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post #24 of 59 Old 08-25-2012, 05:09 AM
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1TB seems to be OK for now, but I may need to add more space to burn all of my CDs in an uncompressed format
I ripped 820 CDs in Apple Lossless and only used 300 GB of space. You can rip close to 2500 CDs in a 1TB drive.

You better have another 1TB disk and do regular backups. Average hard disk life is 3 years, and I do not think you want to loose all your music at once.

this cannot be emphasized enough... a robust backup plan is a requirement... you do NOT want to have to re-rip 100's of cd's...

- chris

 

my build thread - updated 8-20-12 - new seating installed and projector isolation solution

 

http://www.avsforum.com/t/1332917/ccotenj-finally-gets-a-projector

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post #25 of 59 Old 08-25-2012, 08:17 AM
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I actually keep another backup in a different location (@ work) in the rare event of fire, theft, etc. at home. If a $100 HDD keeps me from having to re-rip 2000+ discs then it's definitely money well spent.

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post #26 of 59 Old 08-25-2012, 08:47 AM
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Originally Posted by has7738 View Post

Ok, so it was my sweeping generality that you differ with. Fine, I can accept that.
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But if most people don't hear it, what are we going for here?
At a science-based forum, just a bit more accuracy than other forums.
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I've listened to upsampling, I have to assume done right, and remain just a bit unconvinced that it does anything except take up more space in storage.
Assumed based on what? Apple is not flawless. Just look at their iPod EQ and level normalizations that caused clipping. frown.gif Maybe they eventually fixed these warts -- I dunno -- but it was like that for a long time.

There's no more storage involved. The upsampling only happens on playout, which implies the algorithm cannot be the most sophisticated of the genre.
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I would not say the same of high rate originals, though. But somebody needs to explain why upsampling, even radically, would improve a 44.1KHz original.
I have not seen anyone make that claim as yet. The only reason Apple does it is to reduce the cost of the hardware product. The output must be 48 kHz to support video (lossy audio codecs cannot be resampled) and the ATV2+ platform wants everything to be a single sample rate, according to a buddy at Apple anyway, so the audio had to be conformed to that.
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The filter argument only goes so far, especially if the original was done in the first decade of digital with analog filters. How can upsampling remove their signature, audible or not? Yes, it changes the final reconstruction filter requirements, but that's comparatively trivial in relation to what's already been recorded into the master.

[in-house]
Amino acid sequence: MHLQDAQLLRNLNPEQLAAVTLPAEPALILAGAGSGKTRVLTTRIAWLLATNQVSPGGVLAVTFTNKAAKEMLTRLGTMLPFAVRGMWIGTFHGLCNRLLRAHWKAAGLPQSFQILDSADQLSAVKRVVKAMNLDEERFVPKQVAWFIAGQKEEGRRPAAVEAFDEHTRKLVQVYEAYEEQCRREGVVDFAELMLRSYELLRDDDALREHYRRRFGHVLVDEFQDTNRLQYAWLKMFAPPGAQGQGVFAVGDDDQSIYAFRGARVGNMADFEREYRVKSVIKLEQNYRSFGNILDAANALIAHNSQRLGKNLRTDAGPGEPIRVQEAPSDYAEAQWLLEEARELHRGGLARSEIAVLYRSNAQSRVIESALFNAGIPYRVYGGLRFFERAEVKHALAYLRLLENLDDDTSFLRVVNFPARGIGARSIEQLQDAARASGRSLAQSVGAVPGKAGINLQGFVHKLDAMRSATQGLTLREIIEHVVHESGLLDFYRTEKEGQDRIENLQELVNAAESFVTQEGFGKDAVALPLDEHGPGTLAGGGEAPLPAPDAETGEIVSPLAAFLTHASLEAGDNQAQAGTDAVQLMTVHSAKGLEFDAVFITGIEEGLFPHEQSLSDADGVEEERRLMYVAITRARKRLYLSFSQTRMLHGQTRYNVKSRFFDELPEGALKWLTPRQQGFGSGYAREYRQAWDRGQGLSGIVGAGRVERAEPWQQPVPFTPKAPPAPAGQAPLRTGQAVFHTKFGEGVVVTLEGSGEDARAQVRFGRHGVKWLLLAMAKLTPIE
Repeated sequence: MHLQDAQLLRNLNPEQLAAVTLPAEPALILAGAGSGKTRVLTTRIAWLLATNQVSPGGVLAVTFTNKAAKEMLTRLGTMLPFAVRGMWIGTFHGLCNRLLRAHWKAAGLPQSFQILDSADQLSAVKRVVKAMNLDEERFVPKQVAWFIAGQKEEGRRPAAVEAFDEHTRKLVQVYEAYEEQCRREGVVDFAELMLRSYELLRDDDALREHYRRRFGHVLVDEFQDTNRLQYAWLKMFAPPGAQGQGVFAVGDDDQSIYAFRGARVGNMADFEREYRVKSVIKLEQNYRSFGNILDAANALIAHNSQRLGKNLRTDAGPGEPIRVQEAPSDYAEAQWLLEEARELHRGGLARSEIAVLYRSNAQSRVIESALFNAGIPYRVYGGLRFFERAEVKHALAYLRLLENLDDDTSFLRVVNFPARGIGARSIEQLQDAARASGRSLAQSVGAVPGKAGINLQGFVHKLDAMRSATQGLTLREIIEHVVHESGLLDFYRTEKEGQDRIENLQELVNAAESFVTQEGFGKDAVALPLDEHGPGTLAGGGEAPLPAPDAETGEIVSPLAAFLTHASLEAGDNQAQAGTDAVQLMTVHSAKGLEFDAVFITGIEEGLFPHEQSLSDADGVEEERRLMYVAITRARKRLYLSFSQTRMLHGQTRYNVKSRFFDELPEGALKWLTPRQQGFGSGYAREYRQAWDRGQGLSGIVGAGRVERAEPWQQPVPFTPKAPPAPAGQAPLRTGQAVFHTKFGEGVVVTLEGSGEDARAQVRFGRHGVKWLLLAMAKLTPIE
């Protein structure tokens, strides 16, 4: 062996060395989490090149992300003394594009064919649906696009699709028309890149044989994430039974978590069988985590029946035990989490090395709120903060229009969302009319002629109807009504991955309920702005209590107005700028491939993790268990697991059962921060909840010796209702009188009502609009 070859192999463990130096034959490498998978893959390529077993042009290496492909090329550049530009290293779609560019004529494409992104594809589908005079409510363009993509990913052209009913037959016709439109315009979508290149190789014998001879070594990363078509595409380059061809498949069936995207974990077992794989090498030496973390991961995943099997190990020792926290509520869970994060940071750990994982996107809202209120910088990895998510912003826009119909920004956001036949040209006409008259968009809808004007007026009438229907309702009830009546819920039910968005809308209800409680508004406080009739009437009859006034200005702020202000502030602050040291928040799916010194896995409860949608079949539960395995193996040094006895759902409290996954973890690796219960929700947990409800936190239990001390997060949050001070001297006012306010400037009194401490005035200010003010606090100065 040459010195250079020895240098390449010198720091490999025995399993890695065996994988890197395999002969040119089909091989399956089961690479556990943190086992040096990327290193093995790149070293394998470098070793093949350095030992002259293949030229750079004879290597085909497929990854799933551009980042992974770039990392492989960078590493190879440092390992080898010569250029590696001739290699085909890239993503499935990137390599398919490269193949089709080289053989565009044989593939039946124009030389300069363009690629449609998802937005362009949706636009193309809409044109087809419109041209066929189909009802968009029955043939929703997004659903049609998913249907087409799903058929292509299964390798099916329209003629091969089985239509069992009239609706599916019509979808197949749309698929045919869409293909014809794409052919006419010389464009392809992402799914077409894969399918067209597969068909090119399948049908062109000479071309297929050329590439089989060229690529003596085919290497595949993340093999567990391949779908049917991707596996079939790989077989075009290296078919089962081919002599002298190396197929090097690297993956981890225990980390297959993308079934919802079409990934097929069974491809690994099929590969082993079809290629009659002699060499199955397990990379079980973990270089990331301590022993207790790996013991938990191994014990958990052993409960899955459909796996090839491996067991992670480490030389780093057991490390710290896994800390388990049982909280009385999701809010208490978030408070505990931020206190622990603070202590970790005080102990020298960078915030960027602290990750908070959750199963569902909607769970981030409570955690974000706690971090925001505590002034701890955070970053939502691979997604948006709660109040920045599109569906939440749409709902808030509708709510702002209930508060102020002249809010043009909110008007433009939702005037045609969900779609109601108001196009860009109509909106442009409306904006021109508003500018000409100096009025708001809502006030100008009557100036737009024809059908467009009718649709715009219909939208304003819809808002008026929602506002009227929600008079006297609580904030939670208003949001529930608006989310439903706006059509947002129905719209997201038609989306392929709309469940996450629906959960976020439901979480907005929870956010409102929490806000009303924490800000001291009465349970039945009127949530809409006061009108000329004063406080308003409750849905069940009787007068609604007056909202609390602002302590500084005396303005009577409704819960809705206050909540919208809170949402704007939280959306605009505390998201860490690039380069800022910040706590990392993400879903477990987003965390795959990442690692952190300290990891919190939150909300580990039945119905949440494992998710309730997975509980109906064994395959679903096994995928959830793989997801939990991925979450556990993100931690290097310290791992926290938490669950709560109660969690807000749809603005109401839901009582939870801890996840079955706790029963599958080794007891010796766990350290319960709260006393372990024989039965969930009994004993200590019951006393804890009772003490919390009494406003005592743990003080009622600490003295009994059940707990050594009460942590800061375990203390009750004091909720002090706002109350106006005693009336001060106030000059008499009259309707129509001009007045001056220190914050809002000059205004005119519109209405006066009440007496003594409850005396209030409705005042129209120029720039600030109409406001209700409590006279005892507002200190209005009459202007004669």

For that, there is a detailed AES paper by Peter Craven, et al. More digestible explanations appear in Stereophile and TAS.
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I'm probably making an error in this comparison, but if you look at upsampling a digital image, you can add pixels that are interpolated between the originals, but you never add image detail.
Correct. No detail is being added.
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post #27 of 59 Old 08-25-2012, 02:49 PM
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Quote:
Originally Posted by ap1 View Post

You better have another 1TB disk and do regular backups. Average hard disk life is 3 years, and I do not think you want to loose all your music at once.
Yes, I have a backup HD. No worries.
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post #28 of 59 Old 01-04-2013, 10:36 PM
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Originally Posted by BGLeduc View Post

iTunes (the media player as opposed to the music store) supports hi-rez files. I know it does 24/96...not sure about 24/192.
I have taken hi-rez files from HD Tracks, and using MAX or other converters, converted from FLAC to WAV, or FLAC to Apple Lossless, and iTunes shows them as preserving the 24/96 resolution.
However, while you can stream those files to an Airport Express or ATV, they will be down rez'd.
Brian

Great discussion, I know this thread is a bit old, but I had some questions that I believe are related but don't think were addressed. I've recently switched all my computers over to Apple and would like to use an Apple solution. Right now I'm using iTunes and an Apple TV. However, I've also recently downloaded some hi-rez music from HD tracks, and would like to take full advantage of them. From what you say Brian, it sounds like I need to change my current setup. Do you have any suggestions? I was thinking that a Mac Mini would do the trick possibly, but I don't know enough about music servers to be sure. Right now I don't have a good quality DAC, but eventually that would be the goal. So, whatever I have coming out of the computer, I want it to be a digital signal. The Mac Mini has a USB output, so I think that would work. Or is Toslink a better connection?

Bottom line, I'm not even sure exactly what questions to ask. What do you guys suggest.